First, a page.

Firm expands wind farm proposal.
This past summer, Brookfield Asset Management Inc., formerly known as Brascan Corp., was assessing an area 10 to 15 kilometres north of Marathon, located 320 kilometres east of Thunder Bay.
Geophysical testing is underway as Brookfield is undergoing environmental screening that could bring up to a 100-megawatt (MW) project to the town, Daryl Skworchinski, economic development officer for Marathon, says.
"Things look positive."
More information, including economic forecasts, energy models, electricity permitting and engineering studies will provide a comprehensive report for the investors.
Brookfield is coming in on the heels of a 20 MW wind initiative currently underway between the town and Marathon Pulp.
Like any forestry business these days, Marathon Pulp partners Tembec Inc. and Kruger Inc. were examining ways to reduce their energy costs. Approximately two years ago testing towers were erected to determine if there is enough wind to harness. Now in the advanced stages of the project the trio is planning to either utilize the captured energy for the plant or channel it back into the transmission grid.
Skworchinski says Marathon is a natural fit for a wind generation hub as the winds coming off Lake Superior are ever present.
About 400 km east of Marathon, located 20 km north of Sault Ste. Marie, is Northern Ontario's first wind farm. Brookfield is the process of developing the Prince Wind Energy Project. Phase One has been launched and construction has started on the 99 MW, 10,040-hectare wind farm.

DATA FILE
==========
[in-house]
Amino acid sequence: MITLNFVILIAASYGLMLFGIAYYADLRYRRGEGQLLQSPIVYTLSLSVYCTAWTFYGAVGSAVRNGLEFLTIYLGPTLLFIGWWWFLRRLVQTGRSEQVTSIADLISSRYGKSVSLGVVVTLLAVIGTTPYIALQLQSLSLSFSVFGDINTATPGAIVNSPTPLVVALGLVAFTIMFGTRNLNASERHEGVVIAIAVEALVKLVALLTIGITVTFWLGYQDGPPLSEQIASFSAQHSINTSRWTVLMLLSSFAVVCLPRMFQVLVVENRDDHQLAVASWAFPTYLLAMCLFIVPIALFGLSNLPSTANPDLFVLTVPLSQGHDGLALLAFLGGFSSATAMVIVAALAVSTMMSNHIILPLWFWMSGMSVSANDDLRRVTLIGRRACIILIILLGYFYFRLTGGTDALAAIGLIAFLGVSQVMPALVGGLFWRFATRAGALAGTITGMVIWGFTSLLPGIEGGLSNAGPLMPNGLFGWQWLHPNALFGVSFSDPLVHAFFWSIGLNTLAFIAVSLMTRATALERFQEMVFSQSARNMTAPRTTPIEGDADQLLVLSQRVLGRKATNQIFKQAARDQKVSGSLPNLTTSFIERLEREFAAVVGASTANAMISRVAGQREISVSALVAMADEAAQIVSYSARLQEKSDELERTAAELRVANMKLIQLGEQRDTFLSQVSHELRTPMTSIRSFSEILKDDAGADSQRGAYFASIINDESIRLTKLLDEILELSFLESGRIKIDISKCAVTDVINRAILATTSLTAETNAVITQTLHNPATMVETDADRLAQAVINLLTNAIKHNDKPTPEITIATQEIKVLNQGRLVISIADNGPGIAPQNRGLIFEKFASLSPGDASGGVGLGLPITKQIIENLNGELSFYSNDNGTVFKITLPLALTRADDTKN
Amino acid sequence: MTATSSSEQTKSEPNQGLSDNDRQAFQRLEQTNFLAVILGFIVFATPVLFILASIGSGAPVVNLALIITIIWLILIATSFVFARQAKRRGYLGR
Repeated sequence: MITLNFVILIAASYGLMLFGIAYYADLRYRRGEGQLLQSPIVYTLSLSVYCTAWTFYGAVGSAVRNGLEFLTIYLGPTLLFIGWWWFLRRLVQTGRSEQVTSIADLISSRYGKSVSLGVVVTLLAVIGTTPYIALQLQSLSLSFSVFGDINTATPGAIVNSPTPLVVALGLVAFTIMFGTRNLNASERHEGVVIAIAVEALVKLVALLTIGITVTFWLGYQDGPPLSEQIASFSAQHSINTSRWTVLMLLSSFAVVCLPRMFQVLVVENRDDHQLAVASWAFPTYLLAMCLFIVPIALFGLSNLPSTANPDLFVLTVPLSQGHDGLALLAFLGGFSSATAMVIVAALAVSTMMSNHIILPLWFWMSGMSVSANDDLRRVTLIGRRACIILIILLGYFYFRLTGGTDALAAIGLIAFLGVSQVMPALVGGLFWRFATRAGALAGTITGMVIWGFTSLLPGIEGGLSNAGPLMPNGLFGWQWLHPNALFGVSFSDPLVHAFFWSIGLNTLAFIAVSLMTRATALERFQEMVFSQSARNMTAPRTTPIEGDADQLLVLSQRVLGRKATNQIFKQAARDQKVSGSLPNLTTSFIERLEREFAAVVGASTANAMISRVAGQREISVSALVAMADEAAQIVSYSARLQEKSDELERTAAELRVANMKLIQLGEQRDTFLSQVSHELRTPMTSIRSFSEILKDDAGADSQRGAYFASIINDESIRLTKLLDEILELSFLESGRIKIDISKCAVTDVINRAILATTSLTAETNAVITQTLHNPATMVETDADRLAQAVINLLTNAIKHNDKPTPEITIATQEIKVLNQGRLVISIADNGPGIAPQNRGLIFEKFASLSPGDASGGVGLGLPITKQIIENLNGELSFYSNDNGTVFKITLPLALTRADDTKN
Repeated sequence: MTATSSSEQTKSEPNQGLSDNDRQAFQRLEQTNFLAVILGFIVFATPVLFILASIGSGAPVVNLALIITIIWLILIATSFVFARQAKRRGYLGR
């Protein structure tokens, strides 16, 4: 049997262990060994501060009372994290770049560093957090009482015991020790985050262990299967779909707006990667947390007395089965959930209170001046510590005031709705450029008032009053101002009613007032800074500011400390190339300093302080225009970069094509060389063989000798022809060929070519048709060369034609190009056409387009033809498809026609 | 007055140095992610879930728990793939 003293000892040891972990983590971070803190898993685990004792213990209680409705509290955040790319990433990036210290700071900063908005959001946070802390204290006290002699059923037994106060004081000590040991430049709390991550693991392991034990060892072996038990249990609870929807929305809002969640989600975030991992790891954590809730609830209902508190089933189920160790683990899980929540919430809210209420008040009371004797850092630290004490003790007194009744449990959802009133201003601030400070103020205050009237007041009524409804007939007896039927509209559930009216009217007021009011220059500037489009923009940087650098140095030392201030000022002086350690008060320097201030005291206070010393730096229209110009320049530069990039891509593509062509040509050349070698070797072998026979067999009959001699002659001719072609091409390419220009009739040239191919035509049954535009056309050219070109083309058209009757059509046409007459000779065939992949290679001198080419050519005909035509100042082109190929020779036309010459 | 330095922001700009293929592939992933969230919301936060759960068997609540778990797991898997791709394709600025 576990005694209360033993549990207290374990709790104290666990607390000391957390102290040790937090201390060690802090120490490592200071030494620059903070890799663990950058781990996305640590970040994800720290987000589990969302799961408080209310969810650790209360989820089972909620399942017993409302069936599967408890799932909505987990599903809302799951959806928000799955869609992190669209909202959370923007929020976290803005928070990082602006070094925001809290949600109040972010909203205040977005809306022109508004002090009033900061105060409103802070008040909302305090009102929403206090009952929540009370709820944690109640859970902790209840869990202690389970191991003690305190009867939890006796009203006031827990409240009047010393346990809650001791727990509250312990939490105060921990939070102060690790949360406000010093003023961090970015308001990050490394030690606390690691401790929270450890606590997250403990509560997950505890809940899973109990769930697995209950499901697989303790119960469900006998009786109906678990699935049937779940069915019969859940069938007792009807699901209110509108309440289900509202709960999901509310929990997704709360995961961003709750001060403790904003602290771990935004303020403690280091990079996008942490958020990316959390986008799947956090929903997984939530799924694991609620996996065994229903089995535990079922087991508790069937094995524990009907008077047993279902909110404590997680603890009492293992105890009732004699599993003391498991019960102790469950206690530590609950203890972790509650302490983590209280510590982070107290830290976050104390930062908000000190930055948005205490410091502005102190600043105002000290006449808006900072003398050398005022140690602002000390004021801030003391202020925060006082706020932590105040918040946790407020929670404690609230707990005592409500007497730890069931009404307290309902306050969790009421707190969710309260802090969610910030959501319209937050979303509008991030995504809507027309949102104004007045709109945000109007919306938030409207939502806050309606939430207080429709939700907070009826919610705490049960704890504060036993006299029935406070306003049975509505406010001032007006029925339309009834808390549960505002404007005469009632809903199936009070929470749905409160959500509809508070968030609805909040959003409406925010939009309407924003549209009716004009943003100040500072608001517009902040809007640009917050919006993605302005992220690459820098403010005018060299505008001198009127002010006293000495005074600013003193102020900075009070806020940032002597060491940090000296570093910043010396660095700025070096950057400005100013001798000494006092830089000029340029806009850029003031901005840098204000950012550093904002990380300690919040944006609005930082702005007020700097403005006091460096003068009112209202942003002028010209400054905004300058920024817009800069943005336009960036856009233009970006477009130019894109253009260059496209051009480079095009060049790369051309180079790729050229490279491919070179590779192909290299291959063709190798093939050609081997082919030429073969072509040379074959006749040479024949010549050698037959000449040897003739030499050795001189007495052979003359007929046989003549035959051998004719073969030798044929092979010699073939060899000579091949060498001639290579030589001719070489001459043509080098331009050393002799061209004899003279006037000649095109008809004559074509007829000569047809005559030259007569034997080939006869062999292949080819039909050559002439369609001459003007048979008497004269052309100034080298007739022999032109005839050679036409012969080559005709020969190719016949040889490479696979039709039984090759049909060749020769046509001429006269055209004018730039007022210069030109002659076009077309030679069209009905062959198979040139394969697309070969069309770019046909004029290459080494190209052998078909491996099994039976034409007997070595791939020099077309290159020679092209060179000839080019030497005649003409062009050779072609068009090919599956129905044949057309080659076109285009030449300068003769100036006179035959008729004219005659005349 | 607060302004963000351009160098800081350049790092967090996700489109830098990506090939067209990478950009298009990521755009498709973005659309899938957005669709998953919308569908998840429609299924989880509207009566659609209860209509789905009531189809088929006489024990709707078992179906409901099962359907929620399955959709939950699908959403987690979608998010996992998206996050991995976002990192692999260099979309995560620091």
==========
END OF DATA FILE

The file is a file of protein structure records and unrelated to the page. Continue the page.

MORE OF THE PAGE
Contractor MA Mortenson Co. is overseeing the civil aspects of the site preparation and erecting 66 General Electric turbines standing approximately 75-80 metres in height. Each turbine is expected to produce up to 1.5 MW.
A new substation is being constructed along with a 14-km transmission line that will connect energy to the existing 230 kilovolt, transmission line. An estimated 150 to 200 workers will be employed during the construction and approximately eight to 10 maintenance staff will be hired once the turbines are in operation, which is expected in the second half of 2006.
Brookfield has already completed soil, geological, seismicity and groundwater testing, acquatic, terrestrial, atmospheric and socio-economic studies as well.
By KELLY LOUISEIZE
Northern Ontario Business